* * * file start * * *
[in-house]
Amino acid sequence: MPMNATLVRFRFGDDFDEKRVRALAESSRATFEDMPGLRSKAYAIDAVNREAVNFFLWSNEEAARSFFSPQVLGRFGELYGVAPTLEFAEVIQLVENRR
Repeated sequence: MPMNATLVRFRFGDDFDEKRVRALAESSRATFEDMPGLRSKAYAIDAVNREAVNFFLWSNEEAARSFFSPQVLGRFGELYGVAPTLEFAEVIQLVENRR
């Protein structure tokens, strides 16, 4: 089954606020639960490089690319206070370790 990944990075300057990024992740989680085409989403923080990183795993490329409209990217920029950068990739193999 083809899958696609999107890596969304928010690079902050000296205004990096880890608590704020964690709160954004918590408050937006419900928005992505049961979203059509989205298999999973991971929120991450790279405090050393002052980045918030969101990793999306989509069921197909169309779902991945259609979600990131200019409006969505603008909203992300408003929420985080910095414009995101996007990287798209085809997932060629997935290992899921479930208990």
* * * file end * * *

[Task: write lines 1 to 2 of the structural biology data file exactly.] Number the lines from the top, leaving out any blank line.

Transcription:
[in-house]
Amino acid sequence: MPMNATLVRFRFGDDFDEKRVRALAESSRATFEDMPGLRSKAYAIDAVNREAVNFFLWSNEEAARSFFSPQVLGRFGELYGVAPTLEFAEVIQLVENRR